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Tai identity in Myanmar and beyond

The Shan of northern Myanmar speak a language of the Tai-Kadai family found from southern China, across Mainland Southeast Asia, through northern Myanmar and into Northeast India. Names connected with the Shan give us some insight into the historical range and connections between speakers of Shan and its relatives. ‘Shan’ itself is a Burmese name related to the old name for Thailand, ‘Siam’, and the second syllable in the name Assam of Northeast India and the ‘Ahom’, a Tai-speaking people after whom Assam is ultimately named. The Shans call themselves ‘Tai’, as do speakers of many related languages.

As a linguistic and historical term, ‘Tai’ refers to a branch of the Tai-Kadai family, while ‘Thai’ refers specifically to the language of Thailand. Widespread as the Tai-Kadai family is, only two languages have official status as national languages: Thai in Thailand and Lao in Laos. Depending on the definition, many peoples, languages and scripts may fall under the term ‘Shan’, but here I just consider the largest language and script of Burma. Today Shan is a medium of instruction in informal and monastic education, although there is pressure on the central government to change its decades-old policy of only allowing Burmese to be used in government schools. Shan has been a literary medium for a few centuries, for both religious and secular texts. There are a few different writing systems that have been used for Shan, but the most widespread has been in use for centuries, although it was modified to represent all the sounds of the language only in the late 1960s. Today a substantial number of books and journals are published regularly in Shan, together with online magazines and newspapers.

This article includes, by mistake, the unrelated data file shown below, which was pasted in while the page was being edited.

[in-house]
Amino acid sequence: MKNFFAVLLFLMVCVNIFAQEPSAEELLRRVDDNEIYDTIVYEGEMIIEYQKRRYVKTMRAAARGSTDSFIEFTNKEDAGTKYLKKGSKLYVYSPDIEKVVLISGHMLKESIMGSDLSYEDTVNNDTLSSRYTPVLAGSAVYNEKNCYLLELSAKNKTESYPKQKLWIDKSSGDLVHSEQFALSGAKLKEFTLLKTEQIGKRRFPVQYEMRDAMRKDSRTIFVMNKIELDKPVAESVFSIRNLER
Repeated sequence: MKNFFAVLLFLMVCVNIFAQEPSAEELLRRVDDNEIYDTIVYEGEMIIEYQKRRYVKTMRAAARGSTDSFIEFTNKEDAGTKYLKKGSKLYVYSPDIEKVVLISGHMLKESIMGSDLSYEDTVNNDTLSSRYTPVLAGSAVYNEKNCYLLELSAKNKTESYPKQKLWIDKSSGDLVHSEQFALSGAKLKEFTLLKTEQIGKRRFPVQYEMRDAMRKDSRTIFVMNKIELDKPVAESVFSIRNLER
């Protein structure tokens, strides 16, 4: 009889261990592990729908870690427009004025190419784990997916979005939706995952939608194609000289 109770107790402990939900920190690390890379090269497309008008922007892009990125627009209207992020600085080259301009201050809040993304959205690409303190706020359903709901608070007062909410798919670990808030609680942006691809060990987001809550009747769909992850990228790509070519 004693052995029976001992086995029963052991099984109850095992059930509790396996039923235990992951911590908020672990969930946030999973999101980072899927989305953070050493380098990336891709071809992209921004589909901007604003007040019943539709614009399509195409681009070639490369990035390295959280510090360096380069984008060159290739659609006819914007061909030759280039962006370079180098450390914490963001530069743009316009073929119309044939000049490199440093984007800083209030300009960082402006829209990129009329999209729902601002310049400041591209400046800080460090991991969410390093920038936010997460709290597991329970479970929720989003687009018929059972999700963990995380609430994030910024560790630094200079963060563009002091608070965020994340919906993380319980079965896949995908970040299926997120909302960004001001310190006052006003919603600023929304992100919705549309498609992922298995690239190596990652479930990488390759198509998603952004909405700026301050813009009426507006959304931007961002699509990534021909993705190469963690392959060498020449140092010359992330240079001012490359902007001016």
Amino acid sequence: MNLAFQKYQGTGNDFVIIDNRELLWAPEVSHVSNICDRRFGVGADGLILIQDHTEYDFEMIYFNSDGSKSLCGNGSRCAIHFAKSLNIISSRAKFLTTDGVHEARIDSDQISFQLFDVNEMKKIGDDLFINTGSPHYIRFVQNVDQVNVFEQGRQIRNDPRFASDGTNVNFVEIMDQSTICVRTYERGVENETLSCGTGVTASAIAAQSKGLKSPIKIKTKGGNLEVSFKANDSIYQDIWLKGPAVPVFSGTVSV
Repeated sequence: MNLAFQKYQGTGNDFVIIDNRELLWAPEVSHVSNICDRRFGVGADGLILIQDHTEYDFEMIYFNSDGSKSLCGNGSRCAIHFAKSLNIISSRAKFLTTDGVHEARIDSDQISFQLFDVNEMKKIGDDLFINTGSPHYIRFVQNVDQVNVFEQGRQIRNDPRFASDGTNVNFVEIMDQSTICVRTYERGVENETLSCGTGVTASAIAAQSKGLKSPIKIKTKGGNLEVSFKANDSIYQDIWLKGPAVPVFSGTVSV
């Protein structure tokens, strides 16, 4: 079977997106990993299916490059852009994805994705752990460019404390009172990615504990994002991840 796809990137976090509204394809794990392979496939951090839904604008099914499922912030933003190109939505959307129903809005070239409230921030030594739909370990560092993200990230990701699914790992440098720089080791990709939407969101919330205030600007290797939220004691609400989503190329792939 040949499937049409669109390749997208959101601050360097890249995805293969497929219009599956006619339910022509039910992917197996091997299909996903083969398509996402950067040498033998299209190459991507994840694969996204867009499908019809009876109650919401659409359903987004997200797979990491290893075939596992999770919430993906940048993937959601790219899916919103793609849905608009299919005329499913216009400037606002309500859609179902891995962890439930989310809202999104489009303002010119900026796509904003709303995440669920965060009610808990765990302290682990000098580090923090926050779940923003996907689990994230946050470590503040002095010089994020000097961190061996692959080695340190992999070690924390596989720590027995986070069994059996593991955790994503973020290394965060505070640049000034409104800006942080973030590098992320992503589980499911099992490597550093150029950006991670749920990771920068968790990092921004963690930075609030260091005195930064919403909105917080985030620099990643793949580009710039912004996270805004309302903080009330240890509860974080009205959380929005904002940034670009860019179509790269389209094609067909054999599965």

Before being firmly attached to the Burmese state through British colonial policies, Shan speakers in the language’s many varieties tended to live in the valleys of the uplands throughout northern Myanmar (what is now Shan State, parts of Kachin State, and parts of Sagaing and Magwe Regions), where they tended to be at the top of the local sociolinguistic hierarchy. The traces of Shan on other languages, and their traces of influence on Shan, tell us about the history of relations between these groups, and something about their relative positions in terms of prestige and hierarchy. Relatedly, we find that even today, in the age of ethnicity and nationalist logic, not just speakers of Tai languages, but sometimes even speakers of Austroasiatic languages consider themselves ‘Tai’ or ‘Shan’. The Tai Loi, for example, consider themselves Shan but still speak their Austroasiatic language at home. Such situations give us insights into the process of language-spread and historical identity formation not only in Myanmar, but places like Laos and Vietnam where similar conditions exist.

Forging an ethnicity through language and history

Today many Shans understand themselves, and their position in relation to their neighbors, through ideas that developed during the nineteenth century. At that time, Siamese intellectuals created a narrative of the origins of the Thai people in response to expanding European colonialism in Southeast Asia. They based this account mainly on western ideas and sources, including the travelogues of European missionaries and traders. Some traced the history of the Thai and Tai peoples back to Central Asia, from where the Tai migrated into Sichuan and Yunnan, where they established the Nanzhao (Nan Chao) kingdom in the eighth and ninth centuries AD. When Mongol troops invaded in the twelfth century, the Tai were pushed further into the Southeast Asian mainland, where they split and became the Shan, the Lao, and Thais, some with their own kingdoms.